Effective global soil profile depth and water holding capacity inferred from GRACE time-variable gravity

Wednesday, 17 December 2014
John T Reager II1, Min-Hui Lo2 and James S Famiglietti1,3, (1)NASA Jet Propulsion Laboratory, Pasadena, CA, United States, (2)NTU National Taiwan University, Taipei, Taiwan, (3)Univ California Irvine, Irvine, CA, United States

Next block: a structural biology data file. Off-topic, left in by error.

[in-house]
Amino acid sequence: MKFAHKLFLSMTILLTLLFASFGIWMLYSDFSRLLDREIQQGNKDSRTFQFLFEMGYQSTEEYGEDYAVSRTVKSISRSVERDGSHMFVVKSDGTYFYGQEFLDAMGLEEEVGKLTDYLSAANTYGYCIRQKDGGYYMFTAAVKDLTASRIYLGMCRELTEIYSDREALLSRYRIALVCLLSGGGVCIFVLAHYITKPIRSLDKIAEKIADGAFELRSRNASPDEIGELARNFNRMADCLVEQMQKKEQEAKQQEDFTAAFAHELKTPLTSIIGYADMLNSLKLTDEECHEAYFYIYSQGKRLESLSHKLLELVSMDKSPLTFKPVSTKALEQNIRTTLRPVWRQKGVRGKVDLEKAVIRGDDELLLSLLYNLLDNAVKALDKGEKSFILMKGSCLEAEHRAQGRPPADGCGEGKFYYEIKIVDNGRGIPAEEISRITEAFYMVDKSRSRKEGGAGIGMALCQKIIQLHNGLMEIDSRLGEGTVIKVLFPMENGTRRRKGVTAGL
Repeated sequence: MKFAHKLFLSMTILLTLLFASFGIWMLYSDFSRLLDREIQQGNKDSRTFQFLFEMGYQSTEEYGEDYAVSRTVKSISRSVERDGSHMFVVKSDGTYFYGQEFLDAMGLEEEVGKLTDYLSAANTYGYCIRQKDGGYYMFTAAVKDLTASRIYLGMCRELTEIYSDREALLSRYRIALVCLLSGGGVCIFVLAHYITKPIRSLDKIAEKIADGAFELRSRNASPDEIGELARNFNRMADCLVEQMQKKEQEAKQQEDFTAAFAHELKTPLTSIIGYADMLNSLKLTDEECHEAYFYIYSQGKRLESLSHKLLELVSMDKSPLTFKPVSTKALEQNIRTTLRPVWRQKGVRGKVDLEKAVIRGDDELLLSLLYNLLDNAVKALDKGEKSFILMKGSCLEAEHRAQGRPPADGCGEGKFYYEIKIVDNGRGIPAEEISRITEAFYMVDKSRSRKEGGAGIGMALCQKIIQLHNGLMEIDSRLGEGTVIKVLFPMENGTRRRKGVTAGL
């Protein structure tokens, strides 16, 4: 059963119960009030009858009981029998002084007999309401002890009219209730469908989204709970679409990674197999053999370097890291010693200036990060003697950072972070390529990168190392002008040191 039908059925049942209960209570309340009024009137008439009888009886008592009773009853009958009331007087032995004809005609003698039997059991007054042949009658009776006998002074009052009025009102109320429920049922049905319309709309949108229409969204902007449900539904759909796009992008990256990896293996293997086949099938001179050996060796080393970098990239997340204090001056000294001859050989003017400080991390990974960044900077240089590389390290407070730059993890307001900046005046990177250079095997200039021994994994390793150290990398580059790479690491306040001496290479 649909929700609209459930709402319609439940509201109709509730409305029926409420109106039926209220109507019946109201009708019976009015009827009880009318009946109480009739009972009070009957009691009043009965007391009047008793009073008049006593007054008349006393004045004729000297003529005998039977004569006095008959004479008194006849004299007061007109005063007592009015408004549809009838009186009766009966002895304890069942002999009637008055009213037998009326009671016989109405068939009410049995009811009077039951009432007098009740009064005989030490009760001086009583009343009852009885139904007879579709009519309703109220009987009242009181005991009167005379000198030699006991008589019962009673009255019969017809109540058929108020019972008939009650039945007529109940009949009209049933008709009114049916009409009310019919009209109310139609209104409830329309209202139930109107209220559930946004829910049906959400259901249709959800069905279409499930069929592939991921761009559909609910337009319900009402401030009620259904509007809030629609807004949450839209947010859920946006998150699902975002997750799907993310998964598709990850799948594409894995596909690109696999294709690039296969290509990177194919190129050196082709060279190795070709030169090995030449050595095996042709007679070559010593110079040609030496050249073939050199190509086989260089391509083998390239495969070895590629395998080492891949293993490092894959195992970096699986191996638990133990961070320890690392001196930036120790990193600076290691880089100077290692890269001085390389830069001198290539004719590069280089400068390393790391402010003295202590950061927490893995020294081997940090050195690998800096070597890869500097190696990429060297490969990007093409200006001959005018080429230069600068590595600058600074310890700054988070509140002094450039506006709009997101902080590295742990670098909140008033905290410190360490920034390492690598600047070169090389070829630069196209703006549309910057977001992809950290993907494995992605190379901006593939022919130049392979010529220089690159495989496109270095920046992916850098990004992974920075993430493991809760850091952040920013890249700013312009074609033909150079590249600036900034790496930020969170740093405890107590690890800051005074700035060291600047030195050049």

Soil depth and soil water holding capacity are fundamental controls on land surface processes and terrestrial ecology, and are critically important in understanding links between water and climate globally. However, field surveys of soil water below 1-meter are sparse, and sub-surface water storage variability is nearly impossible to monitor over a global domain.  NASA's GRACE (Gravity Recovery and Climate Experiment) mission has been observing global terrestrial water storage anomalies at consistent, monthly intervals over a longer than 10-year record, allowing us to measure dynamic soil water storage as a component of that signal. Here, we combine 1-degree scaled GRACE water storage observations with estimates of surface and snow water storage to derive a global, sub-surface water storage anomaly time series with uncertainty. We convolve this result with global maps of soil porosity from the FAO/UNESCO Harmonized Soil Database and a simple model of soil saturation to produce an observation-based estimate of effective soil profile depth with global coverage. Our results show 1-degree global soil storage requirements typically ranging between 2 to 100 cm, for a total terrestrial soil water storage capacity of roughly 15x103 km3.  The observed storage indicates effective soil depths between 0.5 and 10 meters, with a global mean value of 1.5 +/- 0.5 meters. Effective soil depths are correlated with land cover type, temperature and precipitation. Comparisons with previous statistical and empirical methods suggest greater capacity and greater depth using the GRACE-based method. This methodology offers a new tool for ongoing monitoring of global soils, and has implications for hydrological fluxes in Earth System models which usually assume a globally uniform soil depth.